Presentation on theme: "The Arabian Peninsula, Iraq, and Iran"— Presentation transcript:
1The Arabian Peninsula, Iraq, and Iran World Geography Today4/15/2017CHAPTER 9The Arabian Peninsula, Iraq, and IranSection 1: Physical GeographySection 2: The Arabian PeninsulaSection 3: Iraq Section 4: IranChapter 19
2Objectives: Section 1 Physical Geography What landforms and rivers can be found in the Persian Gulf area and the interior of Southwest Asia?How does the region’s physical geography affect its climates and biomes?What natural resources does the region have?
3Physical Features: Section 1 Physical Geography Saudi Arabia— Arabian Peninsula (largest sand desert in the world)Iraq—wide plain of Mesopotamia, with two great rivers, Tigris and EuphratesIran—Zagros Mountains, Elburz Mountains, and Kopet-Dag Mountains, Great Salt DesertPersian Gulf – countries of this region form a semi-circle around this Gulf
4Effects of physical geography on climates and biomes: Section 1 Physical GeographyEffects of physical geography on climates and biomes:Mountains provide water to valleys below by blocking moist winds and causing rain.Saudi Arabian lowlands are hot but humid, due to nearby sea.Higher elevations have cooler temperatures.Trees are common only in mountains.
5Key natural resources in the region are oil and water. Section 1 Physical GeographyKey natural resources in the region are oil and water.Water, a scarce resource:Tigris and Euphrates are critical to Iraq.Farmers in northern Iran depend on rain; others rely on irrigation.Desert areas may have oases (oasis – wet fertile area in a desert that forms underground water and bubbles to the surface) and wells (Groundwater in wells is often fossil water).Fossil Water – water that is not being replaced by rainfallDesalinization of seawater is possible for wealthy countries.
6Key natural resources in the region are oil and water. (continued) Section 1 Physical GeographyKey natural resources in the region are oil and water. (continued)Oil, plentiful and valuable:Persian Gulf oil reserves (amount of oil the country has) are the world’s largest.Oil exports bring great wealth to the countries that have oil fields.Most of the oil reserves are located near the shores of the Persian Gulf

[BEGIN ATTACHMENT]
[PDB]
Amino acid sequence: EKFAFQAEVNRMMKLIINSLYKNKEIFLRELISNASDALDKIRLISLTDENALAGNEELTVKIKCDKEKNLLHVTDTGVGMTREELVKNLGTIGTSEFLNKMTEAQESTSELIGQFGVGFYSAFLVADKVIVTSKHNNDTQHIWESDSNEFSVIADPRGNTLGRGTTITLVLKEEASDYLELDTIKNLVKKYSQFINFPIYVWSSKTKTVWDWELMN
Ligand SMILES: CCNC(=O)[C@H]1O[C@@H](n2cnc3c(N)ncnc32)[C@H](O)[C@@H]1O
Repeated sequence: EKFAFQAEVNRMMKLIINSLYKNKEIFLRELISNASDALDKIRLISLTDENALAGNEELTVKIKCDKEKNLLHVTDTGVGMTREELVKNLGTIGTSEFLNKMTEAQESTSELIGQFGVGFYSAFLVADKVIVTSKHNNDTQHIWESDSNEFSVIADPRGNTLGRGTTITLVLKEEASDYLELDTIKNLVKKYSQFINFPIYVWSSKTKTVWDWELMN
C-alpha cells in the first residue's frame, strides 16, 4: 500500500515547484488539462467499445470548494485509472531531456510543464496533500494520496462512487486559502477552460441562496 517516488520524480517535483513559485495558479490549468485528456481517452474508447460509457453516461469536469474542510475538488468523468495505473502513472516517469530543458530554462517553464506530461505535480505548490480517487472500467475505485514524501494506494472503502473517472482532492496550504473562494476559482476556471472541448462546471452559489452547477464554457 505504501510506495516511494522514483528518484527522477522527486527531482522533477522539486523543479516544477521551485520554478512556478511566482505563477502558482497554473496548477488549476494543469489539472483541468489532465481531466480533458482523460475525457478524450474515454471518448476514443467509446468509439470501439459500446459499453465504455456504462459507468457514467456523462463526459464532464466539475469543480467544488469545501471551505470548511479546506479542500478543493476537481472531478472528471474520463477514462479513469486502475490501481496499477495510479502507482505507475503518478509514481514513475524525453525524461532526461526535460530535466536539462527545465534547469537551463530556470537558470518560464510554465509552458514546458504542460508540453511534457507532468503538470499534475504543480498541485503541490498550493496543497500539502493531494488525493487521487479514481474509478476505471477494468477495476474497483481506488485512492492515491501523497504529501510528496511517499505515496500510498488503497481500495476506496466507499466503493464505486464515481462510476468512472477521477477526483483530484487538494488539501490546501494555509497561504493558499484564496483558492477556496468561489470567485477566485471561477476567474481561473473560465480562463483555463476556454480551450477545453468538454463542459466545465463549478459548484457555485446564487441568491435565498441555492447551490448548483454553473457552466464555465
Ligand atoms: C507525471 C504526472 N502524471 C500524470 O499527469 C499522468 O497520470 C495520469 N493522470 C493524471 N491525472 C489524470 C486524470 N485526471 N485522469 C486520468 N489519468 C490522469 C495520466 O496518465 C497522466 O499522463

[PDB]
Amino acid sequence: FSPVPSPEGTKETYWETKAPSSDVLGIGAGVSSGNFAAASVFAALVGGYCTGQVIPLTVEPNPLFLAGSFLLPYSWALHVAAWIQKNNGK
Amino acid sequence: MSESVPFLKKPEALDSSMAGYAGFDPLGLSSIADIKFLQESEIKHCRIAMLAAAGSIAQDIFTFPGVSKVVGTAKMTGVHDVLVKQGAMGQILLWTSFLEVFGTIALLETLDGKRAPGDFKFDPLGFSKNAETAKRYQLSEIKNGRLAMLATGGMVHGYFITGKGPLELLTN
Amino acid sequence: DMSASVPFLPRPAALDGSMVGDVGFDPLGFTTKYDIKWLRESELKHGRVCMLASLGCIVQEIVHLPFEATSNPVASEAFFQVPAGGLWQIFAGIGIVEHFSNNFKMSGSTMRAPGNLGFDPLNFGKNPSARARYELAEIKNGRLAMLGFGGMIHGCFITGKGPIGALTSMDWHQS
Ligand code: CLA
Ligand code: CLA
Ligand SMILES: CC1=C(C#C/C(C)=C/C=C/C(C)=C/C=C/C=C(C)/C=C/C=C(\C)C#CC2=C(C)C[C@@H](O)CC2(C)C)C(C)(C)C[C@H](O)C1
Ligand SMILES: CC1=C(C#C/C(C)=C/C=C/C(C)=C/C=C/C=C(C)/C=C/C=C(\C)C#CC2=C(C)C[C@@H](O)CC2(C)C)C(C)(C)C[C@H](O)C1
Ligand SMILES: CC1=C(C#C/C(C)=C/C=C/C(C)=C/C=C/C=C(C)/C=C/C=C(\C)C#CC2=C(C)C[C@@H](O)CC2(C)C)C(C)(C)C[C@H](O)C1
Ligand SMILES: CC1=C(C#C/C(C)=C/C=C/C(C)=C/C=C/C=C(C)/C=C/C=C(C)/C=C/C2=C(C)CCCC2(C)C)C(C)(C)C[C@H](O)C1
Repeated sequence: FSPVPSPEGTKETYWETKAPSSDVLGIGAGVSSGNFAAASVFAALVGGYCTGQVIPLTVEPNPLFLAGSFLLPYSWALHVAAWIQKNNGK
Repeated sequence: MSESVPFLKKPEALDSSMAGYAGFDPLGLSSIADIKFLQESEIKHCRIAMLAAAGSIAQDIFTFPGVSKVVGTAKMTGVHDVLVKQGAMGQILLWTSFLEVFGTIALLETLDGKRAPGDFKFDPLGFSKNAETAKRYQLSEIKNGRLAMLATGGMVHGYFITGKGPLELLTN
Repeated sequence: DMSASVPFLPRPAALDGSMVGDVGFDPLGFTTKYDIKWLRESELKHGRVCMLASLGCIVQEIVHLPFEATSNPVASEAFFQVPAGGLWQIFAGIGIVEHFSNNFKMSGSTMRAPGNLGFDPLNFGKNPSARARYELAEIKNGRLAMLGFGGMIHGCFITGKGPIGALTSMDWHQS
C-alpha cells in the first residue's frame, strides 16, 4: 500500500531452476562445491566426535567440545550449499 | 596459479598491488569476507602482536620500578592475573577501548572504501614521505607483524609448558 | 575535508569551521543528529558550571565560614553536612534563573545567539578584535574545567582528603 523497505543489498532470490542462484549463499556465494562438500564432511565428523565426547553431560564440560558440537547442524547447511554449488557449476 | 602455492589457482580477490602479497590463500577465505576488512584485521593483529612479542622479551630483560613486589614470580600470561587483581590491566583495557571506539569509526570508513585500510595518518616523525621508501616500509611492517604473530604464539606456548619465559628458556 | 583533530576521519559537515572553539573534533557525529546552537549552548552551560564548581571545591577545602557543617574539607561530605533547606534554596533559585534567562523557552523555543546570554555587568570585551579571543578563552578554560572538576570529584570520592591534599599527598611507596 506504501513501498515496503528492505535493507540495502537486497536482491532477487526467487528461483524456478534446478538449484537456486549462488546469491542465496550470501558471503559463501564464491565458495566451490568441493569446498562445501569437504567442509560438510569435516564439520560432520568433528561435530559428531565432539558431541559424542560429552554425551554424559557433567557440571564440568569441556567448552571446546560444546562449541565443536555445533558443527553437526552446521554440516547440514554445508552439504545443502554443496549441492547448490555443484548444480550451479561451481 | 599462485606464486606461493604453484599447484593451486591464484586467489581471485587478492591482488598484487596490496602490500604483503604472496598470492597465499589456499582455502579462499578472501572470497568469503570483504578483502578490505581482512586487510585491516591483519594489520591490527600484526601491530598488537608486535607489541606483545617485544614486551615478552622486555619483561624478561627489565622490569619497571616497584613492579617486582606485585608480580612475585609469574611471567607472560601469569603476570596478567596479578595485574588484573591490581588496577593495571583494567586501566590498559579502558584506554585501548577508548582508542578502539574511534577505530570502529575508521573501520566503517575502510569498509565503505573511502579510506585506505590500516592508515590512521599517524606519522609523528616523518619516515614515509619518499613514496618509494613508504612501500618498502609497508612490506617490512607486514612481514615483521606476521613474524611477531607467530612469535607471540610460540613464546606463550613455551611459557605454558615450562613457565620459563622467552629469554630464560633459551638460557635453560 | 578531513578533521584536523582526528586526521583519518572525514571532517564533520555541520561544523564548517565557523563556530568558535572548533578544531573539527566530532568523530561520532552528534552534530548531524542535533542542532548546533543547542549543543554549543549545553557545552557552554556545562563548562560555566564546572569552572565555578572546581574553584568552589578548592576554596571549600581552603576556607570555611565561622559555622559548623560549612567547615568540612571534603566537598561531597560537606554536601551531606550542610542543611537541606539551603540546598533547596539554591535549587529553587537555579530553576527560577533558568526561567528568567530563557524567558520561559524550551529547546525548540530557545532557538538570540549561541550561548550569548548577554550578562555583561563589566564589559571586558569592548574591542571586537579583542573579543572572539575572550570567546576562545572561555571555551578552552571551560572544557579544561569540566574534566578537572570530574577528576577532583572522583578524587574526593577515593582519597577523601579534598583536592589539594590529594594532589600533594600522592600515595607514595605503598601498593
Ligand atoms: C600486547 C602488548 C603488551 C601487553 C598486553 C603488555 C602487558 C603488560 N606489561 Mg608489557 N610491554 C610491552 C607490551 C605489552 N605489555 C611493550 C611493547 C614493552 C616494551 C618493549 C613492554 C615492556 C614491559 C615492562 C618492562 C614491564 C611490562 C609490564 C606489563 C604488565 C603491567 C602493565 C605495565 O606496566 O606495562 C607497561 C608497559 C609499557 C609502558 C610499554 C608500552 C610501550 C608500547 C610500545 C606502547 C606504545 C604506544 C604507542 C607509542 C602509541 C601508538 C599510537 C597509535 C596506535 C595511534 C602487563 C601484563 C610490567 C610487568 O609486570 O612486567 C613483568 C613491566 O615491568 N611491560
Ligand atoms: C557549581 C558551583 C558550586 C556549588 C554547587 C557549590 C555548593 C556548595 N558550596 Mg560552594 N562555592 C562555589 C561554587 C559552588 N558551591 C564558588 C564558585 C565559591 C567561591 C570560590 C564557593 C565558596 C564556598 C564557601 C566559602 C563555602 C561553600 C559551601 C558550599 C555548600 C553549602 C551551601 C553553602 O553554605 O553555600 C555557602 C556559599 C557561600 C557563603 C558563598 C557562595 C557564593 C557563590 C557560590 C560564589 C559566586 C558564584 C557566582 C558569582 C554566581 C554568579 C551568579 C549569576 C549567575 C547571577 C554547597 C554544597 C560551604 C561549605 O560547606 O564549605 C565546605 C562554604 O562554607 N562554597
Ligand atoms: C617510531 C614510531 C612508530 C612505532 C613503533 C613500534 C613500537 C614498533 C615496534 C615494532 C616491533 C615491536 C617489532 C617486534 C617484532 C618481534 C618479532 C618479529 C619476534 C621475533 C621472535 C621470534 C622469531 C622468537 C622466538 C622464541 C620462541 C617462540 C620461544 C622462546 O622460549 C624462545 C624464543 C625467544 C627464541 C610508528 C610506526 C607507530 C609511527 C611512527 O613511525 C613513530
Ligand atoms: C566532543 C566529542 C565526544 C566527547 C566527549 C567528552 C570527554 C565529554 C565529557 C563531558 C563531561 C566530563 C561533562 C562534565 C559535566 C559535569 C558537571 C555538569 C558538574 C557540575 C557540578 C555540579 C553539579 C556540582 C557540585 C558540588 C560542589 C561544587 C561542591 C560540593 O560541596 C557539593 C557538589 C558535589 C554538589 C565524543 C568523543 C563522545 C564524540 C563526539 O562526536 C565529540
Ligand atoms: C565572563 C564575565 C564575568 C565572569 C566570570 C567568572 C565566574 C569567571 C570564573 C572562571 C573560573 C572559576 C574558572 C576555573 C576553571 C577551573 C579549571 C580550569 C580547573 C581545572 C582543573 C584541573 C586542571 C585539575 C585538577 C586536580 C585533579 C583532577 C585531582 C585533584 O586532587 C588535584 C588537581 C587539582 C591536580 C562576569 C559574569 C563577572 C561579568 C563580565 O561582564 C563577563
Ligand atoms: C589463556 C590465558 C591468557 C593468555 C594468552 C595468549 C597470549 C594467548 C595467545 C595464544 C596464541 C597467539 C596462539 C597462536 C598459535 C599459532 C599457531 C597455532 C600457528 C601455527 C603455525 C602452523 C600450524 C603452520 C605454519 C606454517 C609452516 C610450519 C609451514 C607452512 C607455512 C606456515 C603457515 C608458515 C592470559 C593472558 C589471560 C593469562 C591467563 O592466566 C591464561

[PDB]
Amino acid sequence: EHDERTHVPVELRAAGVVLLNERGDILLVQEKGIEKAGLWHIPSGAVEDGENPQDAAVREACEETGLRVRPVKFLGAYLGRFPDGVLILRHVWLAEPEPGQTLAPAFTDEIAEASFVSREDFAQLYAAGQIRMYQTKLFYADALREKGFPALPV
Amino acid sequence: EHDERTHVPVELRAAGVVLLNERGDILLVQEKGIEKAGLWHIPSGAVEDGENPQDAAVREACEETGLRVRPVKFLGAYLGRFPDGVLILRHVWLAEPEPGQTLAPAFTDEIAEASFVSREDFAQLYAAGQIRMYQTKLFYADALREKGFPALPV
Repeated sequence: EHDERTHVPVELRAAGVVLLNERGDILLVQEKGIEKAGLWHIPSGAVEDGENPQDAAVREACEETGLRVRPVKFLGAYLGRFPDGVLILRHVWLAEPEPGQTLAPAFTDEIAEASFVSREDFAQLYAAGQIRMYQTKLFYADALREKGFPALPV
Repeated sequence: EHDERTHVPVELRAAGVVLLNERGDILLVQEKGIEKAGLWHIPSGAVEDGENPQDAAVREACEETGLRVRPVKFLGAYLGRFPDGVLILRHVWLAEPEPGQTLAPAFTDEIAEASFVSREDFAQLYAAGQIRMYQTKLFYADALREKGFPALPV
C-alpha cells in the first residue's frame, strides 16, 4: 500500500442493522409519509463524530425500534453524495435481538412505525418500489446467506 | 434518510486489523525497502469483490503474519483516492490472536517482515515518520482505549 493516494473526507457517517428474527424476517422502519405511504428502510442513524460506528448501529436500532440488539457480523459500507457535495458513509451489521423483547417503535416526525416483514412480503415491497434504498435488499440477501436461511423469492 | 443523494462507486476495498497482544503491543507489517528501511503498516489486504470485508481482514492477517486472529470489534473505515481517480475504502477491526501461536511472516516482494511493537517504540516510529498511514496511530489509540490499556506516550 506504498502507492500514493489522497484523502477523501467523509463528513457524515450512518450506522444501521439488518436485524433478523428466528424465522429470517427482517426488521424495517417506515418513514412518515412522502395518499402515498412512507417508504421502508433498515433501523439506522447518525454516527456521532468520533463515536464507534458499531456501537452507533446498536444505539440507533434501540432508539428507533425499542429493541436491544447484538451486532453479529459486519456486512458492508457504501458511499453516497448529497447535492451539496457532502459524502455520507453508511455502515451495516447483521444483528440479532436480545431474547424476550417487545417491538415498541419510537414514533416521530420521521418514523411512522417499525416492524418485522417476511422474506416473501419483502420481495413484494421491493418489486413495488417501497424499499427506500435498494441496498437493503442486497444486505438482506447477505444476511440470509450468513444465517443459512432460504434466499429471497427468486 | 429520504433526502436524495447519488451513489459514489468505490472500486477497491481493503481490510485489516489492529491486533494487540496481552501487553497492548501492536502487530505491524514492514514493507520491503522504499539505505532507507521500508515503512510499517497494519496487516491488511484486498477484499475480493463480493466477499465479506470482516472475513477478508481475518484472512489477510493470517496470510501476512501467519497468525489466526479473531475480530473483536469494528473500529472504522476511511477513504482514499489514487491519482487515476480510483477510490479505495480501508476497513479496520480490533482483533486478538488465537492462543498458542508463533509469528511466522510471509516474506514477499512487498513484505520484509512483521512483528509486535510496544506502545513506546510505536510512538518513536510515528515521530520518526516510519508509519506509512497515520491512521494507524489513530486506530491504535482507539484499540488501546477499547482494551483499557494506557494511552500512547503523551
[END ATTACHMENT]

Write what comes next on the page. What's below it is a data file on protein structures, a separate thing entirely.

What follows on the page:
7Objectives: Section 2 History and Culture How have peoples, empires, and Islam affected the history of the Persian Gulf area and interior Southwest Asia?What are the major features of the region’s cultures?
8Various peoples and empires have shaped the region’s history. Section 2 History and CultureVarious peoples and empires have shaped the region’s history.Sumerians built the first civilization and cities in the Fertile Crescent.Akkadians created the first real empire in the area, around 2350 B.C.Persians established a powerful empire around 550 B.C.Greeks and Romans arrived later.
9Section 2 History and Culture Various peoples and empires have shaped the region’s history. (continued)The rise of Islam had a major impact, beginning in the late A.D. 500s.Mongols arrived in the 1200s.Safavid Persians built a flourishing empire in the 1500s.Ottoman Turks also ruled the region in the 1500s.
10Cultural features: Section 2 History and Culture Islam is the unifying element.Arabs are the major group in the region; Arabic is the main language.Kurds live in borderlands of Iran, Iraq, Syria, and Turkey.Cultural diversity is more complex in Iran and Afghanistan.Most Iranians are Persians; other groups include Baloch, Bakhtiari, and Hazara.Pashtun are the largest group in Afghanistan.
11Objectives: Section 3 The Region Today On what activities do the region’s economies depend?What are the region’s cities like?What are some important issues in the region today?
12Economic activities: Section 3 The Region Today oil and gas production—key activityagriculture—mainly subsistence, some commercialnomadic herdingtraditional craftslimited manufacturing
13Urban environments: Section 3 The Region Today ancient cities old sections—twisting streets, bazaars, mosquesnewer sections—modern buildings, wide avenues, traffic
14Important issues: Section 3 The Region Today oil wealth—how used power and authority—democracy versus control by a fewrole of Islam—maintenance of Islamic traditions and laws